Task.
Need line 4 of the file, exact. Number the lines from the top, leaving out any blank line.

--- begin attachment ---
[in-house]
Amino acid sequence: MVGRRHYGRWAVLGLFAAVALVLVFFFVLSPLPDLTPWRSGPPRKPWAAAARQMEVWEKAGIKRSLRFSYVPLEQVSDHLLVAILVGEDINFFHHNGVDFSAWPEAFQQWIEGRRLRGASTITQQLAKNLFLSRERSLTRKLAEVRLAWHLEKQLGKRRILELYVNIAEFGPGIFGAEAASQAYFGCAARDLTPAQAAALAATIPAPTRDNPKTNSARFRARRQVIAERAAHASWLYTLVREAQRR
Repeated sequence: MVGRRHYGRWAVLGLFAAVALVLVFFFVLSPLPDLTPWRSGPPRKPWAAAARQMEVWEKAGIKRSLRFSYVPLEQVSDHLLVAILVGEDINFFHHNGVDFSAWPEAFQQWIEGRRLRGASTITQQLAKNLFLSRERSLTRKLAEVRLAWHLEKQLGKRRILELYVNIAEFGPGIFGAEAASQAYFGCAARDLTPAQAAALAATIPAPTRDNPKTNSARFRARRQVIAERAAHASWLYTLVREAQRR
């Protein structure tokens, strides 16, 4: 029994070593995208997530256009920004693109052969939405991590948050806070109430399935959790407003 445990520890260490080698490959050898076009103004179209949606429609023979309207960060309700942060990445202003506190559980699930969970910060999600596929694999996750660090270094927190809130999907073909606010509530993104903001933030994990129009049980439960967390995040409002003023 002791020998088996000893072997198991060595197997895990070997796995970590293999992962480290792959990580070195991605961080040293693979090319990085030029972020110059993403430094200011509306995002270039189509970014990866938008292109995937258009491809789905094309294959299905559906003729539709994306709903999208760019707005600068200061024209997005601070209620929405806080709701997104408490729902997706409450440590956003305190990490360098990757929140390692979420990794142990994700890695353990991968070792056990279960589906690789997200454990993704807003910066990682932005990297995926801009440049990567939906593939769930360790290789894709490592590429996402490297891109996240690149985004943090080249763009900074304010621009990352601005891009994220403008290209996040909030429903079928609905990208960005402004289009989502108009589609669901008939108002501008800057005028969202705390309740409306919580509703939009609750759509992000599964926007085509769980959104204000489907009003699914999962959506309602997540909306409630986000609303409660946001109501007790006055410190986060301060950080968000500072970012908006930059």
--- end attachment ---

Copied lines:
């Protein structure tokens, strides 16, 4: 029994070593995208997530256009920004693109052969939405991590948050806070109430399935959790407003 445990520890260490080698490959050898076009103004179209949606429609023979309207960060309700942060990445202003506190559980699930969970910060999600596929694999996750660090270094927190809130999907073909606010509530993104903001933030994990129009049980439960967390995040409002003023 002791020998088996000893072997198991060595197997895990070997796995970590293999992962480290792959990580070195991605961080040293693979090319990085030029972020110059993403430094200011509306995002270039189509970014990866938008292109995937258009491809789905094309294959299905559906003729539709994306709903999208760019707005600068200061024209997005601070209620929405806080709701997104408490729902997706409450440590956003305190990490360098990757929140390692979420990794142990994700890695353990991968070792056990279960589906690789997200454990993704807003910066990682932005990297995926801009440049990567939906593939769930360790290789894709490592590429996402490297891109996240690149985004943090080249763009900074304010621009990352601005891009994220403008290209996040909030429903079928609905990208960005402004289009989502108009589609669901008939108002501008800057005028969202705390309740409306919580509703939009609750759509992000599964926007085509769980959104204000489907009003699914999962959506309602997540909306409630986000609303409660946001109501007790006055410190986060301060950080968000500072970012908006930059």